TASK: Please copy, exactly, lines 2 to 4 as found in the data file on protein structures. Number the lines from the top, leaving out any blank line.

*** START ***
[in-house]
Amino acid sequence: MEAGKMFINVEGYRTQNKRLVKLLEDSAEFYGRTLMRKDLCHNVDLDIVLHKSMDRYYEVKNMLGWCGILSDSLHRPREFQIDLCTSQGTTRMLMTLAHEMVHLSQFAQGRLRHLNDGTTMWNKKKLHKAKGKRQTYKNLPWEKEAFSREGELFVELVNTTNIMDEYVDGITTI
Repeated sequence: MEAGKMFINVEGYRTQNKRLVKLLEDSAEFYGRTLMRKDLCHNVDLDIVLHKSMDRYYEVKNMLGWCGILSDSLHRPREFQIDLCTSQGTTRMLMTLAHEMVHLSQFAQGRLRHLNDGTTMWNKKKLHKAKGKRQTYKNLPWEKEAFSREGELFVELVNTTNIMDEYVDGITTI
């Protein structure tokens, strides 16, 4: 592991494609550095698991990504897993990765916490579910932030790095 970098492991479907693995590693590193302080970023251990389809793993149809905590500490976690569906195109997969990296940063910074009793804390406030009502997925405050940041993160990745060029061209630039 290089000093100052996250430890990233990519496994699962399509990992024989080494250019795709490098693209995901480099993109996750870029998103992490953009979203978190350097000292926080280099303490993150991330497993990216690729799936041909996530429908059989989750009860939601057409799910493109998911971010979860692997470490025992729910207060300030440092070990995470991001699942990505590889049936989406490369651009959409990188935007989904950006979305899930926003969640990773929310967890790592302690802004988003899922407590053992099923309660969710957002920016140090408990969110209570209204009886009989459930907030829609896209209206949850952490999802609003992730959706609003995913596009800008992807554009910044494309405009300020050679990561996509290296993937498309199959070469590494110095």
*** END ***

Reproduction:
Amino acid sequence: MEAGKMFINVEGYRTQNKRLVKLLEDSAEFYGRTLMRKDLCHNVDLDIVLHKSMDRYYEVKNMLGWCGILSDSLHRPREFQIDLCTSQGTTRMLMTLAHEMVHLSQFAQGRLRHLNDGTTMWNKKKLHKAKGKRQTYKNLPWEKEAFSREGELFVELVNTTNIMDEYVDGITTI
Repeated sequence: MEAGKMFINVEGYRTQNKRLVKLLEDSAEFYGRTLMRKDLCHNVDLDIVLHKSMDRYYEVKNMLGWCGILSDSLHRPREFQIDLCTSQGTTRMLMTLAHEMVHLSQFAQGRLRHLNDGTTMWNKKKLHKAKGKRQTYKNLPWEKEAFSREGELFVELVNTTNIMDEYVDGITTI
């Protein structure tokens, strides 16, 4: 592991494609550095698991990504897993990765916490579910932030790095 970098492991479907693995590693590193302080970023251990389809793993149809905590500490976690569906195109997969990296940063910074009793804390406030009502997925405050940041993160990745060029061209630039 290089000093100052996250430890990233990519496994699962399509990992024989080494250019795709490098693209995901480099993109996750870029998103992490953009979203978190350097000292926080280099303490993150991330497993990216690729799936041909996530429908059989989750009860939601057409799910493109998911971010979860692997470490025992729910207060300030440092070990995470991001699942990505590889049936989406490369651009959409990188935007989904950006979305899930926003969640990773929310967890790592302690802004988003899922407590053992099923309660969710957002920016140090408990969110209570209204009886009989459930907030829609896209209206949850952490999802609003992730959706609003995913596009800008992807554009910044494309405009300020050679990561996509290296993937498309199959070469590494110095």